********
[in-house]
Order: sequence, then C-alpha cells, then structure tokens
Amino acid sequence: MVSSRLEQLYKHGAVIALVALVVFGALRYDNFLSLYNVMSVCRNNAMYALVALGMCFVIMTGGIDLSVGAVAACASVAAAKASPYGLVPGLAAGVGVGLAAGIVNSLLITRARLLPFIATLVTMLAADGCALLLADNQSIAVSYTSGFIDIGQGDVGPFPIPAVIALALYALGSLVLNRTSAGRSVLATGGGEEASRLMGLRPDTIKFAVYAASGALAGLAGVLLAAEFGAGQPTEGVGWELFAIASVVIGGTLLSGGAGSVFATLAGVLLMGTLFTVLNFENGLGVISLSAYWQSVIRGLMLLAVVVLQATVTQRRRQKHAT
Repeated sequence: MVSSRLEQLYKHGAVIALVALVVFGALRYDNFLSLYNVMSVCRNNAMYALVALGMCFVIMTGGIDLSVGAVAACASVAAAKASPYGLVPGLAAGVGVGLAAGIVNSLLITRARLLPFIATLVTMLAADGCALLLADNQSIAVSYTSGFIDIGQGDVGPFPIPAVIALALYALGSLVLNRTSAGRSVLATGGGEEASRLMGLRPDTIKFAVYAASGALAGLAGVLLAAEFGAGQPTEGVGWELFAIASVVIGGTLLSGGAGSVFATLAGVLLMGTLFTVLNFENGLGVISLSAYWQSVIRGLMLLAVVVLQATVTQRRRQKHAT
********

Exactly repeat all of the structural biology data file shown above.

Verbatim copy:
[in-house]
Order: sequence, then C-alpha cells, then structure tokens
Amino acid sequence: MVSSRLEQLYKHGAVIALVALVVFGALRYDNFLSLYNVMSVCRNNAMYALVALGMCFVIMTGGIDLSVGAVAACASVAAAKASPYGLVPGLAAGVGVGLAAGIVNSLLITRARLLPFIATLVTMLAADGCALLLADNQSIAVSYTSGFIDIGQGDVGPFPIPAVIALALYALGSLVLNRTSAGRSVLATGGGEEASRLMGLRPDTIKFAVYAASGALAGLAGVLLAAEFGAGQPTEGVGWELFAIASVVIGGTLLSGGAGSVFATLAGVLLMGTLFTVLNFENGLGVISLSAYWQSVIRGLMLLAVVVLQATVTQRRRQKHAT
Repeated sequence: MVSSRLEQLYKHGAVIALVALVVFGALRYDNFLSLYNVMSVCRNNAMYALVALGMCFVIMTGGIDLSVGAVAACASVAAAKASPYGLVPGLAAGVGVGLAAGIVNSLLITRARLLPFIATLVTMLAADGCALLLADNQSIAVSYTSGFIDIGQGDVGPFPIPAVIALALYALGSLVLNRTSAGRSVLATGGGEEASRLMGLRPDTIKFAVYAASGALAGLAGVLLAAEFGAGQPTEGVGWELFAIASVVIGGTLLSGGAGSVFATLAGVLLMGTLFTVLNFENGLGVISLSAYWQSVIRGLMLLAVVVLQATVTQRRRQKHAT